1928 in the United States
|1928 in the United States|
48 stars (1912–59)
|Timeline of United States history|
|History of the United States (1918–45)|
Events from the year 1928 in the United States
- 1 Incumbents
- 2 Events
- 3 Sport
- 4 Births
- 5 Deaths
- 6 See also
- 7 References
- 8 External links
- President: Calvin Coolidge (R-Massachusetts)
- Vice President: Charles G. Dawes (R-Illinois)
- Chief Justice: William Howard Taft (Ohio)
- Speaker of the House of Representatives: Nicholas Longworth (R-Ohio)
- Senate Majority Leader: Charles Curtis (R-Kansas)
- Congress: 70th
- January 16
- February 8 – British inventor John Logie Baird broadcasts a transatlantic television signal from London to Hartsdale, New York.
- February 25 – Charles Jenkins Laboratories of Washington, D.C. becomes the first holder of a television license from the Federal Radio Commission.
- March 12 – In California, the St. Francis Dam north of Los Angeles fails, killing 400.
- March 21 – Charles Lindbergh is presented the Medal of Honor for his first trans-Atlantic flight.
- April 10 – "Pineapple Primary": The U.DRepublican Party primary elections in Chicago are preceded by assassinations and bombings.
- May 10 – The first regular schedule of television programming begins in Schenectady, New York by the General Electric's television station W2XB (the station is popularly known as WGY Television, after its sister radio station WGY).
- May 15 – The animated short Plane Crazy is released by Disney Studios in Los Angeles, featuring the first appearances of Mickey and Minnie Mouse.
- May 26 – Airplane Coaster roller coaster opens at Playland, Rye, New York.
- May 29 – Palsgraf v. Long Island Railroad Co., a leading case in United States tort law on the question of liability to an unforeseeable plaintiff, is decided in the New York Court of Appeals.
- June 17 – Aviator Amelia Earhart starts her attempt to become the first woman to successfully cross the Atlantic Ocean. Wilmer Stultz was the pilot.
- June 29 – New York Governor Alfred E. Smith becomes the first Catholic nominated by a major political party for U.S. President, at the Democratic National Convention in Houston, Texas.
- June 29 – Outerbridge Crossing and Goethals Bridge in Staten Island, New York is opened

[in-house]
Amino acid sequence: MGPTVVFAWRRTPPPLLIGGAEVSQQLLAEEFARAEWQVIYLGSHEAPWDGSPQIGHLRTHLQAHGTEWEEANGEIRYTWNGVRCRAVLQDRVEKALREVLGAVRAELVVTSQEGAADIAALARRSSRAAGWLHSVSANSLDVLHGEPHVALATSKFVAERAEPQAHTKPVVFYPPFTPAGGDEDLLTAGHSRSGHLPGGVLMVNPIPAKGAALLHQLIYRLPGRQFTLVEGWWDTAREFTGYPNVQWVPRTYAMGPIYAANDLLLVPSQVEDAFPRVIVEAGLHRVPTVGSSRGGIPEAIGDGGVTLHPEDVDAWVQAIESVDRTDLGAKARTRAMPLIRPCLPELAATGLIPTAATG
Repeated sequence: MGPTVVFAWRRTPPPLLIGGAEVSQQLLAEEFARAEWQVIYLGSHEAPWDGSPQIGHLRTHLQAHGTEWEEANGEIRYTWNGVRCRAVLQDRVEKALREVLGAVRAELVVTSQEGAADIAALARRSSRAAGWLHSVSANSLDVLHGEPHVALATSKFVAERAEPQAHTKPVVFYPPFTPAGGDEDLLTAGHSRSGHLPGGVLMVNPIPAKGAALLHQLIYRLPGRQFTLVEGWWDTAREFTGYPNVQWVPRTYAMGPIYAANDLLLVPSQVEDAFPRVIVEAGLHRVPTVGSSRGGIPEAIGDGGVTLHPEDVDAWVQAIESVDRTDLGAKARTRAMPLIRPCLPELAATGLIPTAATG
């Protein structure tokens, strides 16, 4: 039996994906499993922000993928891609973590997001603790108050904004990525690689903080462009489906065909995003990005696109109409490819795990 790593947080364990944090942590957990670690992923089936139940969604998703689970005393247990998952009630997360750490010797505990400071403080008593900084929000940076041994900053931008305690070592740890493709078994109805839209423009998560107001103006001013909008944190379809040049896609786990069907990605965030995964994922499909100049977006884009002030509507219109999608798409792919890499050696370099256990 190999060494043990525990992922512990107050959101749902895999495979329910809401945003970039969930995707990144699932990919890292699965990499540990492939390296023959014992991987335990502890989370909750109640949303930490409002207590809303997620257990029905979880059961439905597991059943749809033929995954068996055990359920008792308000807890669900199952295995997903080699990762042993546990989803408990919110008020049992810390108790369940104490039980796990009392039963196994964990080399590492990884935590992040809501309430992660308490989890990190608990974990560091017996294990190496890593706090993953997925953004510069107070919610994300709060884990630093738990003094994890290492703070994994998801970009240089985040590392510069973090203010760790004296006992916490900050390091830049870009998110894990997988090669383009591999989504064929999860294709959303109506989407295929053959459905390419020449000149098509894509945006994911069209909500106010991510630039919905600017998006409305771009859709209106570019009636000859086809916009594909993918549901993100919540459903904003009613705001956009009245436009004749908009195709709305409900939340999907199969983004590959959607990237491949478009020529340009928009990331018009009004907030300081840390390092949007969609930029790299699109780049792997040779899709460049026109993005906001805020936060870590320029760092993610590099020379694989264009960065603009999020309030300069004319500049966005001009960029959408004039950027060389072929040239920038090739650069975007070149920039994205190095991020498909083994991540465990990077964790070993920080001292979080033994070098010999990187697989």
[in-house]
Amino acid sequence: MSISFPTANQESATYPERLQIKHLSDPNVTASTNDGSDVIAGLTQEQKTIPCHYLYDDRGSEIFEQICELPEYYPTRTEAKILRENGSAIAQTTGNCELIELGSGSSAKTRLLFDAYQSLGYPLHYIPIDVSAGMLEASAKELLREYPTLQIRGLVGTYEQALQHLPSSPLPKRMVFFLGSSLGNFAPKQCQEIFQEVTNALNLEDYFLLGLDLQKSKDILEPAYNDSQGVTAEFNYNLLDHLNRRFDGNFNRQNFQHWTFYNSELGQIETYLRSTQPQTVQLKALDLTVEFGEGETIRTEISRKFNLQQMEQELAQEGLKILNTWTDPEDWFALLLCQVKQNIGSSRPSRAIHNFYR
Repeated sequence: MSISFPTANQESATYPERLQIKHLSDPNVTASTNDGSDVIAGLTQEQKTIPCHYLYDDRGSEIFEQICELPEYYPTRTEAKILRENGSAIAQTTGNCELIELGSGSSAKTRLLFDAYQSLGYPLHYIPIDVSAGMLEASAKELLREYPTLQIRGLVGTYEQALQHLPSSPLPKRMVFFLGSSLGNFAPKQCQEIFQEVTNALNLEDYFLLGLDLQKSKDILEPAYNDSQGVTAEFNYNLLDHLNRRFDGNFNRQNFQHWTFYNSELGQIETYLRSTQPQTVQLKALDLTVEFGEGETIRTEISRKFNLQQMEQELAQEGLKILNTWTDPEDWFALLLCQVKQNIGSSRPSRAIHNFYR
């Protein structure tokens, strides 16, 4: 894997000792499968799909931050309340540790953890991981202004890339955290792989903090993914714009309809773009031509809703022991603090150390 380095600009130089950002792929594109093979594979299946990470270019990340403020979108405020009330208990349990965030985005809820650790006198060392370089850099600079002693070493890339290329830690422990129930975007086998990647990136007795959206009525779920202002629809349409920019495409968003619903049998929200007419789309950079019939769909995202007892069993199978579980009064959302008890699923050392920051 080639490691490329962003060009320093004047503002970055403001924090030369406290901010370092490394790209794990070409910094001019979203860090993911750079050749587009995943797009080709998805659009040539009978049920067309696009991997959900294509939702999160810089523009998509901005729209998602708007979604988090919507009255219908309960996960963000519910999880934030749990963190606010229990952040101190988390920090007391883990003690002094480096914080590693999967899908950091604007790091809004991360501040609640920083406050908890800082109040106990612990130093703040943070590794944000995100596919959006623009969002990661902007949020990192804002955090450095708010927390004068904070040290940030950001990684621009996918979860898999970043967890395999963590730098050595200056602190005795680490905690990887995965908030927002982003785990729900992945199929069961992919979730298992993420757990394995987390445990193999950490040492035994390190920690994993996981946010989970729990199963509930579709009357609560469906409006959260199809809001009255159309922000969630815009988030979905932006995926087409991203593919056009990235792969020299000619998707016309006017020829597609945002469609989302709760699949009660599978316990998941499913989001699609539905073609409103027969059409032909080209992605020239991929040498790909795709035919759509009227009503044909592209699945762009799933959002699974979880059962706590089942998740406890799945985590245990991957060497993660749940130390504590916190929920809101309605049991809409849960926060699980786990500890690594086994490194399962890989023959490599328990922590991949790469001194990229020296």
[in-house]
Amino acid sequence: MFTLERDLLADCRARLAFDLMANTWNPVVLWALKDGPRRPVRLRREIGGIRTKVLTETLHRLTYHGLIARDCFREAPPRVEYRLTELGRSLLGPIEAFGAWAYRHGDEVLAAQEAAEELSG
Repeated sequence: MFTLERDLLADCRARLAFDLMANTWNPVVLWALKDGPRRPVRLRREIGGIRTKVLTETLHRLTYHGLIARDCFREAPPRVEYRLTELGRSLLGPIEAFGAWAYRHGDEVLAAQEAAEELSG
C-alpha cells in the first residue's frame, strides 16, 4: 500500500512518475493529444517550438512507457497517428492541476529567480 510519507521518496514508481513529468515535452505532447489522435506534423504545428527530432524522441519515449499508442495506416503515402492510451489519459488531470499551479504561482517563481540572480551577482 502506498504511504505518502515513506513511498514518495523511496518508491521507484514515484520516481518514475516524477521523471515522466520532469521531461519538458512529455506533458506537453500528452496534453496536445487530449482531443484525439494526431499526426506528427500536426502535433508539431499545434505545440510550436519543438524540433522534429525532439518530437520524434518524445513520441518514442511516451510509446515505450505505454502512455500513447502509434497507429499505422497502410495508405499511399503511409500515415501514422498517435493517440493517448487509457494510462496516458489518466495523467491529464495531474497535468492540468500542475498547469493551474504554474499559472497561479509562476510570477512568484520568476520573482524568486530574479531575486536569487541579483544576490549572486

- July 4 – Jean Lussier goes over Niagara Falls in a rubber ball.
- July 6 – The world's largest hailstone falls in Potter, Nebraska.
- July 7 – The first machine-sliced and machine-wrapped loaf of bread are sold in Chillicothe, Missouri, using Otto Frederick Rohwedder's technology.
- July 12 – Mexican aviator Emilio Carranza dies in a solo plane crash in the New Jersey Pine Barrens, while returning from a goodwill flight to New York City.
- July 25 – The United States recalls its troops from China.
- August 6 – Andy Warhol is born.
- August 16 – Murderer Carl Panzram is arrested in Washington, D.C. after killing about 20 people.
- August 22 – Alfred E. Smith accepts the Democratic presidential nomination, with WGY/W2XB simulcasting the event on radio and television.
- September 1 – Richard Byrd leaves New York for the Arctic.
- September 11 – Kenmore's WMAK station starts broadcasting in Buffalo, New York.
- September 16 – The 1928 Okeechobee Hurricane kills at least 2,500 people in Florida.
- October 12 – An iron lung respirator is used for the first time at Children's Hospital, Boston.
- October 22 – The Phi Sigma Alpha Fraternity is founded at the University of Puerto Rico, Rio Piedras Campus.
- November 4 – At Park Central Hotel in Manhattan, Arnold Rothstein, New York City's most notorious gambler, is shot to death over a poker game.
- November 6 – U.S. presidential election, 1928: Republican Herbert Hoover wins by a wide margin over Democratic Governor of New York Alfred E. Smith.
- November 17 – The Boston Garden opens in Boston.
- November 18 – Mickey Mouse appears in Steamboat Willie, the third Mickey Mouse cartoon released, but the first sound film.
- December 5 – Police disperse a Sicilian gangs' meeting in Cleveland.
- December 21 – The U.S. Congress approves the construction of Boulder Dam, later renamed Hoover Dam.
- The Ford River Rouge Complex at Dearborn, Michigan, an automobile plant begun in 1917, is completed as the largest integrated factory in the world.
- W2XBS, RCA's first television station, is established in New York City.
- Eliot Ness begins to lead the prohibition unit in Chicago.
- The Protestant Episcopal Church in the United States of America ratifies a new revision of the Book of Common Prayer.
- Lochner era (c. 1897–c. 1937)